Land degradation – the reduction or loss of the productive potential of land – is a global challenge. Over 20% of the Earth’s vegetated surface is estimated to be degraded, affecting over 1.3 billion people, with an economic impact of up to US$10.6 trillion.
Global strategies to halt the dual crises of biodiversity loss and climate change are often formulated separately, even though they are interdependent and risk failure if pursued in isolation. The Global Safety Net maps how expanded nature conservation addresses both overarching threats.
Peatlands cover only 3 percent of the world's surface yet contain as much carbon as all of its vegetation, dramatically underscoring their pivotal role in global climate regulation. Their degradation, by drainage or fire or other forces, triggers their conversion from slow carbon sinks into fast sources capable of releasing carbon stored over millennia in a few decades.
Most commonly in drylands the salinity levels are always high and evenly dispersed due to this salinity levels the plant cultivated are usually tremendously affected. Normal plants cannot grow in soils with high salinity levels. In this book the authors would like to analyze the effects of human acticities on the salinity lebvels in drylands.
Blue-green infrastructure (BGI) is becoming a more popular means of dealing with climate change and climate change-related events. However, as the concept of BGI is relatively new, many urban and rural planners are unfamiliar with the barriers they may face during the lifecycle of a BGI project. As a result, some have been hesitant to adopt BGI solutions.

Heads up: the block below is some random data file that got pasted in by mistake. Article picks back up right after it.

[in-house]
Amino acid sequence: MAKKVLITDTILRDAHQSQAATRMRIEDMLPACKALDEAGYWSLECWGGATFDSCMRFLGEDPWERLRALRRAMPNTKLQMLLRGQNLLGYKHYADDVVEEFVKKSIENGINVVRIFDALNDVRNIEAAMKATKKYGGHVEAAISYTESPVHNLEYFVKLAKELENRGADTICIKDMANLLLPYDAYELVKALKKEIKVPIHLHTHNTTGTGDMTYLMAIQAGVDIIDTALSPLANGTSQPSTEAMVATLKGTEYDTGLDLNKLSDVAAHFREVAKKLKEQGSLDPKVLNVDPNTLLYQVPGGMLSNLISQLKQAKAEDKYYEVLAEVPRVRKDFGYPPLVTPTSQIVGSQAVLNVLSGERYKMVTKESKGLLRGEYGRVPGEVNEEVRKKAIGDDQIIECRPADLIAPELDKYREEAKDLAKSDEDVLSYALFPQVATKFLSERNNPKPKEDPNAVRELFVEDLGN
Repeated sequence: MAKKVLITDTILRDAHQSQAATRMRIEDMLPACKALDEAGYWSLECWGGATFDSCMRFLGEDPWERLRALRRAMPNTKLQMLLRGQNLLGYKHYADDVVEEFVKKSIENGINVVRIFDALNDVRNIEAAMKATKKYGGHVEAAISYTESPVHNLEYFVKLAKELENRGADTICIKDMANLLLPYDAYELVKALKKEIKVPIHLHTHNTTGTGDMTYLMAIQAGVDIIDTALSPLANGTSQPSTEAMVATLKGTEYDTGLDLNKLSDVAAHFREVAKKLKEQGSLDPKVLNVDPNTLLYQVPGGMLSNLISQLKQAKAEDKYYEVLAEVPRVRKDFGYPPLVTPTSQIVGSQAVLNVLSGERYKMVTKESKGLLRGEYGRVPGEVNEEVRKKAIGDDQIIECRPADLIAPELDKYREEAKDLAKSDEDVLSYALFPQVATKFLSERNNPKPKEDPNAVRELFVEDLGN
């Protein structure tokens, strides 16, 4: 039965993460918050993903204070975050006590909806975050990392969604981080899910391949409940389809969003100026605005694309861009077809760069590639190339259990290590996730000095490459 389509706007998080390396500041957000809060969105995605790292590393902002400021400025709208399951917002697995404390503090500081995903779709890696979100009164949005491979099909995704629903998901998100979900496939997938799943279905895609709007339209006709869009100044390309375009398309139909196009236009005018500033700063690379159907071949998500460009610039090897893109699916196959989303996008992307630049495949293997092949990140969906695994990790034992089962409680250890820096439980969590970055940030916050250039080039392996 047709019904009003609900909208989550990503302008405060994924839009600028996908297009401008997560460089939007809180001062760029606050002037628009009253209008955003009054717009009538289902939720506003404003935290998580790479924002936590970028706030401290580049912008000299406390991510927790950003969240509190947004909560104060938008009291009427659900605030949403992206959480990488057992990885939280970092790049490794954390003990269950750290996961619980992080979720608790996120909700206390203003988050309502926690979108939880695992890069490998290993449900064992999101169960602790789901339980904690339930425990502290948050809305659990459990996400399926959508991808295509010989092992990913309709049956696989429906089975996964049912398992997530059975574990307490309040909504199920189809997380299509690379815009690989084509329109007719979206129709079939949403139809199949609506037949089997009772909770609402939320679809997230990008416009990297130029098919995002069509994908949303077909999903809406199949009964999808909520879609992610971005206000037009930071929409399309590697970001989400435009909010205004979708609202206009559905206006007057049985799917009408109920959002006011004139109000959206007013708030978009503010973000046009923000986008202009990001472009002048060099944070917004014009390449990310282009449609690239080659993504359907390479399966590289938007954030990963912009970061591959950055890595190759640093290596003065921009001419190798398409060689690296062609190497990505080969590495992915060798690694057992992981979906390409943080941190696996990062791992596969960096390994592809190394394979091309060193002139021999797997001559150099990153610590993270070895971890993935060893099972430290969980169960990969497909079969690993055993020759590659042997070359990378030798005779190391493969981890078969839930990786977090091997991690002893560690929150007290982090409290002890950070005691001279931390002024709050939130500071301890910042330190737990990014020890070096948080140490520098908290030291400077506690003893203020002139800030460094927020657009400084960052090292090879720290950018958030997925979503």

The main purpose of the study is to present a new approach to comparing EU regions according to their level of innovation. For many years, different organizations have published reports related to the innovation level of EU countries and regions. Usually, taxonomic methods are used to measure development in this area.
Continued overexploitation of natural resources and the associated impacts of climate change threaten the sustainability and biodiversity of our global social-ecological systems.
Vegetation influences climate by altering water and energy budgets. With intensifying threats from anthropogenic activities, both terrestrial biomes and climate are expected to change, and the need to understand land–atmosphere interactions will become increasingly crucial.
In recent years modern societies have attached a multifunctional requirement to the use of renewable resources, making their optimal sustainable management more complex. In the last decades, in many cases, this complexity is addressed by formulating management models with the help of the concepts and methods belonging to the well-known multicriteria decision-making (MCDM) paradigm.
Across Alaska’s Kenai Peninsula, disturbance events have removed large areas of forest over the last half century. Simultaneously, succession and landscape evolution have facilitated forest regrowth and expansion. Detecting forest loss within known pulse disturbance events is often straightforward given that reduction in tree cover is a readily detectable and measurable land-cover change.